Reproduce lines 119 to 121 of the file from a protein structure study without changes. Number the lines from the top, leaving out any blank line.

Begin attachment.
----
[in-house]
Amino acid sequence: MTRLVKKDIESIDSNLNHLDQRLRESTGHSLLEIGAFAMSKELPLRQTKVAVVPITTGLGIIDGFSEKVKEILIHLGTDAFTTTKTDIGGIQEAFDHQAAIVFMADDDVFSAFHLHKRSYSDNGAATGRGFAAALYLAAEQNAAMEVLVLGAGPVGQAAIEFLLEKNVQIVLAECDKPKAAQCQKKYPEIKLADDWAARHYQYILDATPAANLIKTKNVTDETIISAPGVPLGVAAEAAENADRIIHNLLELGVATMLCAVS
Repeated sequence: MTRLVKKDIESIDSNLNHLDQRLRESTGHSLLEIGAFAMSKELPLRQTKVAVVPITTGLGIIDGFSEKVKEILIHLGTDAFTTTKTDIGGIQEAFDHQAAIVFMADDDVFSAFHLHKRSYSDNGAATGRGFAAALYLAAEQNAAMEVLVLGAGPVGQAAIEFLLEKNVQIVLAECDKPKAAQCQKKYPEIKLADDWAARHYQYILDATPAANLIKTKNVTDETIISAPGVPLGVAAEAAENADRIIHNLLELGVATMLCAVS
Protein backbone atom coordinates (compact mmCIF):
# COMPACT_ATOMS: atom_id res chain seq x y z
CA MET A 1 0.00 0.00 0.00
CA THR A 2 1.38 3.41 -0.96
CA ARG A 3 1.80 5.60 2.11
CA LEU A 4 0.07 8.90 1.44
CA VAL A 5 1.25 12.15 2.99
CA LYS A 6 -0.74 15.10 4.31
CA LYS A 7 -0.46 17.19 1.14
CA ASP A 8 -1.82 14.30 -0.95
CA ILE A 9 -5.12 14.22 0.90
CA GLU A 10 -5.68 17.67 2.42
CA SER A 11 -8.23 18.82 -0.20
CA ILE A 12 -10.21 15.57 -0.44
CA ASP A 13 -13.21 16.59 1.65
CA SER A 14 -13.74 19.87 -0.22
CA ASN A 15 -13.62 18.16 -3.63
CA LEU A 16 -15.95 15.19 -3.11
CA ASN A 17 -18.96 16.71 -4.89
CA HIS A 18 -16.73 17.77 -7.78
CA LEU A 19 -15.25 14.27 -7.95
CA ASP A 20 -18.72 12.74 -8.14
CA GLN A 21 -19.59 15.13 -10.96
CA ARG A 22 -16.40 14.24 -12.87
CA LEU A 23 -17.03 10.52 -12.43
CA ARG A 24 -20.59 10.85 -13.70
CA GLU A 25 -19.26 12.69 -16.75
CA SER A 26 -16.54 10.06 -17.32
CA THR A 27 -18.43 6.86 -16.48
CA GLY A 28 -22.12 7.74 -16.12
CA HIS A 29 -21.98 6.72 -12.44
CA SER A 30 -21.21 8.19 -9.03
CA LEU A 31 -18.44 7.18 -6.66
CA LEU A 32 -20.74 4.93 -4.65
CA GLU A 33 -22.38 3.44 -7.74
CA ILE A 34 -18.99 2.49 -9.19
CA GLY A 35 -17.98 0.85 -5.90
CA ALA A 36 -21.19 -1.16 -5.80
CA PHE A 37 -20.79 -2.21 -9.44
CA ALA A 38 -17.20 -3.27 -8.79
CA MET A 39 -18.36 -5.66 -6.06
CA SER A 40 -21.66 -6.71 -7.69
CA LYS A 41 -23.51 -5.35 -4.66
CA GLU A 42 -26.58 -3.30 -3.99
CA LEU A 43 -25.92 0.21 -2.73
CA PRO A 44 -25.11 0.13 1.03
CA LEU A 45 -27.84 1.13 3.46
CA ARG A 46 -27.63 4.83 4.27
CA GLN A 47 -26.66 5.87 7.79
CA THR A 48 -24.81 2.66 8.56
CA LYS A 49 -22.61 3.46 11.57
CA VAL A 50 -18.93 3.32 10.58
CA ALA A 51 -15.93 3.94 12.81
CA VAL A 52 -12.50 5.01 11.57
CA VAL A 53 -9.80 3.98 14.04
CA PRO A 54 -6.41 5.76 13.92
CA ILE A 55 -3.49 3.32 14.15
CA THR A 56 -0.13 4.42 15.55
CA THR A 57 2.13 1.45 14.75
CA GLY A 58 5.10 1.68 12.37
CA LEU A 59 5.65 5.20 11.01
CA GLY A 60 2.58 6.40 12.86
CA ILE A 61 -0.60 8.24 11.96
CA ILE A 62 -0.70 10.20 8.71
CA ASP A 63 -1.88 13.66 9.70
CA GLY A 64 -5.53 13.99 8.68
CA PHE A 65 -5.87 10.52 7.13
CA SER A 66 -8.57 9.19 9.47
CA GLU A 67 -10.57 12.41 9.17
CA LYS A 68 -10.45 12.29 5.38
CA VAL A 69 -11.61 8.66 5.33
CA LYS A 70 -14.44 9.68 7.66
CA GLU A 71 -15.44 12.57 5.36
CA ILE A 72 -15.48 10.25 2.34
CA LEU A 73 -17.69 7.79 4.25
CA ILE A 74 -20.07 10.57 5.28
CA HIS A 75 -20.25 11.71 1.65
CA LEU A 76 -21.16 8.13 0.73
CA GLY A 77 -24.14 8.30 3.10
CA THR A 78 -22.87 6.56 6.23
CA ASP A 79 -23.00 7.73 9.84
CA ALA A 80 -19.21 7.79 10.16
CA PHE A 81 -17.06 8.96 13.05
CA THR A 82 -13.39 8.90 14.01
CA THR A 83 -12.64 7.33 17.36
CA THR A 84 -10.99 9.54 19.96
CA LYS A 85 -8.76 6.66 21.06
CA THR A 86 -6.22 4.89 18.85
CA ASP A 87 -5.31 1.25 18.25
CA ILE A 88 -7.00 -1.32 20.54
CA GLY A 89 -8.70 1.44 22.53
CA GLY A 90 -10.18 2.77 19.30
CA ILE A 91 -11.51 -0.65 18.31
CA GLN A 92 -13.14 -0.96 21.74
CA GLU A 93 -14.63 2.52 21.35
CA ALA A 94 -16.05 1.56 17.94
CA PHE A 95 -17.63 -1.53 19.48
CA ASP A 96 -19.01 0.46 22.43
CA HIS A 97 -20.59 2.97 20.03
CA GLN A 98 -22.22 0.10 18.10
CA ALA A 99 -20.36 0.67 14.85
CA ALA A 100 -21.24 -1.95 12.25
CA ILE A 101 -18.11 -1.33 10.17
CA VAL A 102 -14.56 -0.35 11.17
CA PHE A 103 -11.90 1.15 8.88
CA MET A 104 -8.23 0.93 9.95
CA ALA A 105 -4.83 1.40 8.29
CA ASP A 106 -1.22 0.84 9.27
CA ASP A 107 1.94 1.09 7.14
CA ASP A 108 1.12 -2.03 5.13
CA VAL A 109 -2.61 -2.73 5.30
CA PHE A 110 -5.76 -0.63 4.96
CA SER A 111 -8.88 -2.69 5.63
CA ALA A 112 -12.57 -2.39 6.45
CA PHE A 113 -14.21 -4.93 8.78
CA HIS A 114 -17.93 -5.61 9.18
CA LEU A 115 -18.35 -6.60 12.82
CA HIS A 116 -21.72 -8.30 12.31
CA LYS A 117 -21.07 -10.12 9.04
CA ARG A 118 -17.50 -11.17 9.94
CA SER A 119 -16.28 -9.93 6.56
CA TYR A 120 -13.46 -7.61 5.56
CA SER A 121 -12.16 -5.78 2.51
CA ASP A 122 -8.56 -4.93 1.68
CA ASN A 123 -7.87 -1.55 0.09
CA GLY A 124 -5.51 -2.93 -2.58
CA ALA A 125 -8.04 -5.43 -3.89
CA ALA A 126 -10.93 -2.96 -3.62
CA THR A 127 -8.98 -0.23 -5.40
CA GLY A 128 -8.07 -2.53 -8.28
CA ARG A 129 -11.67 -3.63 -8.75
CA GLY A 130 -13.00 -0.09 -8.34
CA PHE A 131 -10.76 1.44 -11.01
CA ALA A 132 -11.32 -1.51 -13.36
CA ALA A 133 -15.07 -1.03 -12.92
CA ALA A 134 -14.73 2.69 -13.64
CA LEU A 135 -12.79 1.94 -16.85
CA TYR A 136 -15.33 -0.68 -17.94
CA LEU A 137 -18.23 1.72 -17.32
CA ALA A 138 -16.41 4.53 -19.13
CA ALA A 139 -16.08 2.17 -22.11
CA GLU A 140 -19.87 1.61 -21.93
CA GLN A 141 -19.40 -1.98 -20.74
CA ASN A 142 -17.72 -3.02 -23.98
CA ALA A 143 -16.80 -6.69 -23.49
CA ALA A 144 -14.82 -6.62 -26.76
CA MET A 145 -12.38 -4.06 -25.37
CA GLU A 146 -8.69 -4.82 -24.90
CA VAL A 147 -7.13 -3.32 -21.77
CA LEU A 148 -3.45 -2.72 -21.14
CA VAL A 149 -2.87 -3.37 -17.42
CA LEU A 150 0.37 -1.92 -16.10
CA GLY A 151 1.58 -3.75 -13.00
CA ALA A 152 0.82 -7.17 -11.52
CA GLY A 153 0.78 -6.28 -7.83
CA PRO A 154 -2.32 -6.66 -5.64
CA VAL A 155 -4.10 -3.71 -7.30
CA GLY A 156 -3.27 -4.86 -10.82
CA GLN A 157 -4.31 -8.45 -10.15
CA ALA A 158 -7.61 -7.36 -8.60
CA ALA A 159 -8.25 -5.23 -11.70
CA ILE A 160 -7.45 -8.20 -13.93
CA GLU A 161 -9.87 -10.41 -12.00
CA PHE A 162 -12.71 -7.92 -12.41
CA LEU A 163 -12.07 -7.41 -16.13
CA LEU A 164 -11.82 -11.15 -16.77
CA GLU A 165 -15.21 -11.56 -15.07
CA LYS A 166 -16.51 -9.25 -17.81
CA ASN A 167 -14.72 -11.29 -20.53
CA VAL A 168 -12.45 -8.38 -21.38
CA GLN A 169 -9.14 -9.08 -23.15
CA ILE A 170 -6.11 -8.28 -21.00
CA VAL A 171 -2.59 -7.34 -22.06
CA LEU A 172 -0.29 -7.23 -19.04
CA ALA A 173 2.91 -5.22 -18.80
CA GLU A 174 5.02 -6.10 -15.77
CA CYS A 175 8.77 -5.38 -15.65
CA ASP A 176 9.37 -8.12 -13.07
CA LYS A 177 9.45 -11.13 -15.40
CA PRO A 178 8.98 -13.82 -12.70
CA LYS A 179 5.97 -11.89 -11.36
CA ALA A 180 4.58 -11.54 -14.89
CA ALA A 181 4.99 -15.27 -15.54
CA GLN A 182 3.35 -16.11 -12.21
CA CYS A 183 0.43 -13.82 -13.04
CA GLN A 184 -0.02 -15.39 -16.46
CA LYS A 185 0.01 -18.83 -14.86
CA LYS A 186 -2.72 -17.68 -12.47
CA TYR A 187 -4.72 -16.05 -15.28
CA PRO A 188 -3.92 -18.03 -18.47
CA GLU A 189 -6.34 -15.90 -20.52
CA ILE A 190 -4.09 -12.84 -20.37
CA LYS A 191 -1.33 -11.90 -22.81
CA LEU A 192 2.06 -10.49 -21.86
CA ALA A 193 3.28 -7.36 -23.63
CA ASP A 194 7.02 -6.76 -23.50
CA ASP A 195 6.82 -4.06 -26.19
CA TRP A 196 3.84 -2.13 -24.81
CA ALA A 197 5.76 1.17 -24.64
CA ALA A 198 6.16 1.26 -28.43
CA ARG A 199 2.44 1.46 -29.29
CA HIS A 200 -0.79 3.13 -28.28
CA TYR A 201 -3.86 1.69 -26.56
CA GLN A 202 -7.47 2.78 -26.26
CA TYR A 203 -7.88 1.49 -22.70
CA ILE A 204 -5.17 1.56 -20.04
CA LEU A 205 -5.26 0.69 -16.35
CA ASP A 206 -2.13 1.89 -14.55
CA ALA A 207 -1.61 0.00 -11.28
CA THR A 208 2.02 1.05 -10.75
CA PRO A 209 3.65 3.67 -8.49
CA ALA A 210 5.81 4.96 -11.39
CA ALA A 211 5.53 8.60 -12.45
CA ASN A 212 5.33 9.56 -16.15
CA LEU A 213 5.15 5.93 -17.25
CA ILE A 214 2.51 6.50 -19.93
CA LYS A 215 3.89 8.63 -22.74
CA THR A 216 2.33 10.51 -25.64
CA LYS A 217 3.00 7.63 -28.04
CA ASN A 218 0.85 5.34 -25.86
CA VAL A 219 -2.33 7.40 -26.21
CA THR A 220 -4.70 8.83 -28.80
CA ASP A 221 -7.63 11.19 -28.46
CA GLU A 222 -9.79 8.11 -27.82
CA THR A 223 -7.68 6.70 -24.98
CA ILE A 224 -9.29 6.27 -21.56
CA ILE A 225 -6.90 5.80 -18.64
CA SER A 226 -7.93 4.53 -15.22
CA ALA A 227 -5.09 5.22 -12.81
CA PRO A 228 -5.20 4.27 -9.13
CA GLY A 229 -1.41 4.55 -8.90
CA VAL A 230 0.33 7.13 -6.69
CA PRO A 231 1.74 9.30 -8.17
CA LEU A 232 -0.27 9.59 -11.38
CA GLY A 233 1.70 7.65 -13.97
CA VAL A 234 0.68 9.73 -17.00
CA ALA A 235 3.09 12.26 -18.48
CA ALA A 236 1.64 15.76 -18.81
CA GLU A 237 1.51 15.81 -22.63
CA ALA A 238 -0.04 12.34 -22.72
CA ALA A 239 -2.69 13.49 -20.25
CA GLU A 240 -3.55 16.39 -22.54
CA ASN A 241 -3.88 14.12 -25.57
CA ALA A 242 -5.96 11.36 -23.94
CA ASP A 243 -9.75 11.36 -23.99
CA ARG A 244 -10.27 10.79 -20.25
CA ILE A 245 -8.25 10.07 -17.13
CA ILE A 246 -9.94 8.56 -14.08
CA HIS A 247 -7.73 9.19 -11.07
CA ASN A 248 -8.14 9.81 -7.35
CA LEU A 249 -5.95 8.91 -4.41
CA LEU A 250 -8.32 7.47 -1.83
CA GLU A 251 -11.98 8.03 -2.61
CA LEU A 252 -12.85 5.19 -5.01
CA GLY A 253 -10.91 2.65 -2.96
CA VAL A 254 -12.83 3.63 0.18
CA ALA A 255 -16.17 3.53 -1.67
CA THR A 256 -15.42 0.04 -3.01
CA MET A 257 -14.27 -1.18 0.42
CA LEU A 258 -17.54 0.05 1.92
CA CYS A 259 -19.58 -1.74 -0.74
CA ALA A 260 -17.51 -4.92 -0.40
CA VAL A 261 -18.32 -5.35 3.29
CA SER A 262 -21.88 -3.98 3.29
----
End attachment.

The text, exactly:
CA HIS A 114 -17.93 -5.61 9.18
CA LEU A 115 -18.35 -6.60 12.82
CA HIS A 116 -21.72 -8.30 12.31